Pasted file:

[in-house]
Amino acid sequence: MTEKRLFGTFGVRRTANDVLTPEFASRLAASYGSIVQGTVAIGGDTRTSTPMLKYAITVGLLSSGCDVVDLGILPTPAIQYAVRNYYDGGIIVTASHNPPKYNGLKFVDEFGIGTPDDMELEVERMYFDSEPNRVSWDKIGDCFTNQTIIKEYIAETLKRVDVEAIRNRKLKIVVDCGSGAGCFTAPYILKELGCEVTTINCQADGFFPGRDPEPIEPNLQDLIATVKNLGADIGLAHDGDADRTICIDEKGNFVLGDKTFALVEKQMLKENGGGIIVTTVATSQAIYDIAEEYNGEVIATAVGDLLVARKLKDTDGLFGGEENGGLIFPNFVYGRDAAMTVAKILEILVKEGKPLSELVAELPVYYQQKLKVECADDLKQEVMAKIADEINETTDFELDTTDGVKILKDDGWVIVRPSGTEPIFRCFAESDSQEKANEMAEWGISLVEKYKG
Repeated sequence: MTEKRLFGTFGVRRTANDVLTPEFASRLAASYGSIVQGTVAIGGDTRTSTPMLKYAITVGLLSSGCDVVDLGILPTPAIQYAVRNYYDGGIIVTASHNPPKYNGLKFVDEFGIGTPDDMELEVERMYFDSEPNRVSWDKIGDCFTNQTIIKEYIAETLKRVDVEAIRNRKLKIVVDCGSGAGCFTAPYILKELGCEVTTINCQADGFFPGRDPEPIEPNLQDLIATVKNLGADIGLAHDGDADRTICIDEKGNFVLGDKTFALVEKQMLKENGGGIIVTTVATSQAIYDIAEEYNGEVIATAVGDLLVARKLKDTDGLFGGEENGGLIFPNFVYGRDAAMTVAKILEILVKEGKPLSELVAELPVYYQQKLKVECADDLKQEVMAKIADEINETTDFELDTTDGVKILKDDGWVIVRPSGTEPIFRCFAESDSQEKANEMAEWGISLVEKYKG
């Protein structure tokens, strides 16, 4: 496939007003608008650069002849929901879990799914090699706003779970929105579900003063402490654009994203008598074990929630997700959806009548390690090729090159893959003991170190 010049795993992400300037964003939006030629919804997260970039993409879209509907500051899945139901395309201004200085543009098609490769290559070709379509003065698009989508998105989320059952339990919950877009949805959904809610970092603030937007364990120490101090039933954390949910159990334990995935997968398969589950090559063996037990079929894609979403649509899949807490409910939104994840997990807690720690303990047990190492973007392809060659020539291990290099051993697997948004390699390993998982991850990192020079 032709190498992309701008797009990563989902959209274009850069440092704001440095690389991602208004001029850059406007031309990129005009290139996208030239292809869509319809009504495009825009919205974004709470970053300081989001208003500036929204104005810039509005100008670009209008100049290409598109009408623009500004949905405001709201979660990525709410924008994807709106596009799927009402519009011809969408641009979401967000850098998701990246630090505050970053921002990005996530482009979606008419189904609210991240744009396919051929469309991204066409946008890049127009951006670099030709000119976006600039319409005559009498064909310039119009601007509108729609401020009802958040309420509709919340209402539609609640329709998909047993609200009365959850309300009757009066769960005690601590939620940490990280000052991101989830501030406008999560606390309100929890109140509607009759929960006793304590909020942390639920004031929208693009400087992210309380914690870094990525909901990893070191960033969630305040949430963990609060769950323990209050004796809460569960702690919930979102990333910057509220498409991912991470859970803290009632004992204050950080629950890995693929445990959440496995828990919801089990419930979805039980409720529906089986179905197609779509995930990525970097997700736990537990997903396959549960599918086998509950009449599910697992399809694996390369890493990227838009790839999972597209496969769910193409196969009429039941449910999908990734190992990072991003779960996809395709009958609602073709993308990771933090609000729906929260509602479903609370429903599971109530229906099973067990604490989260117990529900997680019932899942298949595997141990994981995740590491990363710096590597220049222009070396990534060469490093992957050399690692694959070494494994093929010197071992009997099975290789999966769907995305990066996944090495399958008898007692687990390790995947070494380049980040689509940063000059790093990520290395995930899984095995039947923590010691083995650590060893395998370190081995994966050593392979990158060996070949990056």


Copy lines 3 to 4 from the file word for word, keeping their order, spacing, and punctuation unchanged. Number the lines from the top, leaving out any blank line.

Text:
Repeated sequence: MTEKRLFGTFGVRRTANDVLTPEFASRLAASYGSIVQGTVAIGGDTRTSTPMLKYAITVGLLSSGCDVVDLGILPTPAIQYAVRNYYDGGIIVTASHNPPKYNGLKFVDEFGIGTPDDMELEVERMYFDSEPNRVSWDKIGDCFTNQTIIKEYIAETLKRVDVEAIRNRKLKIVVDCGSGAGCFTAPYILKELGCEVTTINCQADGFFPGRDPEPIEPNLQDLIATVKNLGADIGLAHDGDADRTICIDEKGNFVLGDKTFALVEKQMLKENGGGIIVTTVATSQAIYDIAEEYNGEVIATAVGDLLVARKLKDTDGLFGGEENGGLIFPNFVYGRDAAMTVAKILEILVKEGKPLSELVAELPVYYQQKLKVECADDLKQEVMAKIADEINETTDFELDTTDGVKILKDDGWVIVRPSGTEPIFRCFAESDSQEKANEMAEWGISLVEKYKG
């Protein structure tokens, strides 16, 4: 496939007003608008650069002849929901879990799914090699706003779970929105579900003063402490654009994203008598074990929630997700959806009548390690090729090159893959003991170190 010049795993992400300037964003939006030629919804997260970039993409879209509907500051899945139901395309201004200085543009098609490769290559070709379509003065698009989508998105989320059952339990919950877009949805959904809610970092603030937007364990120490101090039933954390949910159990334990995935997968398969589950090559063996037990079929894609979403649509899949807490409910939104994840997990807690720690303990047990190492973007392809060659020539291990290099051993697997948004390699390993998982991850990192020079 032709190498992309701008797009990563989902959209274009850069440092704001440095690389991602208004001029850059406007031309990129005009290139996208030239292809869509319809009504495009825009919205974004709470970053300081989001208003500036929204104005810039509005100008670009209008100049290409598109009408623009500004949905405001709201979660990525709410924008994807709106596009799927009402519009011809969408641009979401967000850098998701990246630090505050970053921002990005996530482009979606008419189904609210991240744009396919051929469309991204066409946008890049127009951006670099030709000119976006600039319409005559009498064909310039119009601007509108729609401020009802958040309420509709919340209402539609609640329709998909047993609200009365959850309300009757009066769960005690601590939620940490990280000052991101989830501030406008999560606390309100929890109140509607009759929960006793304590909020942390639920004031929208693009400087992210309380914690870094990525909901990893070191960033969630305040949430963990609060769950323990209050004796809460569960702690919930979102990333910057509220498409991912991470859970803290009632004992204050950080629950890995693929445990959440496995828990919801089990419930979805039980409720529906089986179905197609779509995930990525970097997700736990537990997903396959549960599918086998509950009449599910697992399809694996390369890493990227838009790839999972597209496969769910193409196969009429039941449910999908990734190992990072991003779960996809395709009958609602073709993308990771933090609000729906929260509602479903609370429903599971109530229906099973067990604490989260117990529900997680019932899942298949595997141990994981995740590491990363710096590597220049222009070396990534060469490093992957050399690692694959070494494994093929010197071992009997099975290789999966769907995305990066996944090495399958008898007692687990390790995947070494380049980040689509940063000059790093990520290395995930899984095995039947923590010691083995650590060893395998370190081995994966050593392979990158060996070949990056």